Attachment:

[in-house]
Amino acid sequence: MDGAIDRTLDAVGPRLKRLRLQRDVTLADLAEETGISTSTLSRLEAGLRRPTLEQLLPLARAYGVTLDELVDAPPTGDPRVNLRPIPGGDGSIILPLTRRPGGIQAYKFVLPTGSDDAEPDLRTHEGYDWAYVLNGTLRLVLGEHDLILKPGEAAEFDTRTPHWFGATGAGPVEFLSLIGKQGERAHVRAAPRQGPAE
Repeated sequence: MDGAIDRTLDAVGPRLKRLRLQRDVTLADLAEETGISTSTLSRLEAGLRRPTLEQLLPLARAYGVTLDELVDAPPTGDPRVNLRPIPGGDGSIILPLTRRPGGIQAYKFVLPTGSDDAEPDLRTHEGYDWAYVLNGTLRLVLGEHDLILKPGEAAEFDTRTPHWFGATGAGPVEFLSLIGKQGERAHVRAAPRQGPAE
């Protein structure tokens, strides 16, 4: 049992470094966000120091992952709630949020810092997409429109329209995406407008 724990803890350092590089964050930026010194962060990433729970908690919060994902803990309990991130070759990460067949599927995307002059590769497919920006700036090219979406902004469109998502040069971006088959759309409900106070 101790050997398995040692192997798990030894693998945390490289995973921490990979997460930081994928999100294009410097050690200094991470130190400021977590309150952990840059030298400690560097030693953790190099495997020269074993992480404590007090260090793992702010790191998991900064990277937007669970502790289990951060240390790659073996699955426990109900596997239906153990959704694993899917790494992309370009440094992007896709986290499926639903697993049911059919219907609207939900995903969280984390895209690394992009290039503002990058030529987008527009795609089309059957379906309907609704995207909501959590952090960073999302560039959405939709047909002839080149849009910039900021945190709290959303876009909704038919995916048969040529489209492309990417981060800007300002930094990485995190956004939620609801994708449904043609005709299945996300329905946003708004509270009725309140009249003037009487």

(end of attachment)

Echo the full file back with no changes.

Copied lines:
[in-house]
Amino acid sequence: MDGAIDRTLDAVGPRLKRLRLQRDVTLADLAEETGISTSTLSRLEAGLRRPTLEQLLPLARAYGVTLDELVDAPPTGDPRVNLRPIPGGDGSIILPLTRRPGGIQAYKFVLPTGSDDAEPDLRTHEGYDWAYVLNGTLRLVLGEHDLILKPGEAAEFDTRTPHWFGATGAGPVEFLSLIGKQGERAHVRAAPRQGPAE
Repeated sequence: MDGAIDRTLDAVGPRLKRLRLQRDVTLADLAEETGISTSTLSRLEAGLRRPTLEQLLPLARAYGVTLDELVDAPPTGDPRVNLRPIPGGDGSIILPLTRRPGGIQAYKFVLPTGSDDAEPDLRTHEGYDWAYVLNGTLRLVLGEHDLILKPGEAAEFDTRTPHWFGATGAGPVEFLSLIGKQGERAHVRAAPRQGPAE
């Protein structure tokens, strides 16, 4: 049992470094966000120091992952709630949020810092997409429109329209995406407008 724990803890350092590089964050930026010194962060990433729970908690919060994902803990309990991130070759990460067949599927995307002059590769497919920006700036090219979406902004469109998502040069971006088959759309409900106070 101790050997398995040692192997798990030894693998945390490289995973921490990979997460930081994928999100294009410097050690200094991470130190400021977590309150952990840059030298400690560097030693953790190099495997020269074993992480404590007090260090793992702010790191998991900064990277937007669970502790289990951060240390790659073996699955426990109900596997239906153990959704694993899917790494992309370009440094992007896709986290499926639903697993049911059919219907609207939900995903969280984390895209690394992009290039503002990058030529987008527009795609089309059957379906309907609704995207909501959590952090960073999302560039959405939709047909002839080149849009910039900021945190709290959303876009909704038919995916048969040529489209492309990417981060800007300002930094990485995190956004939620609801994708449904043609005709299945996300329905946003708004509270009725309140009249003037009487």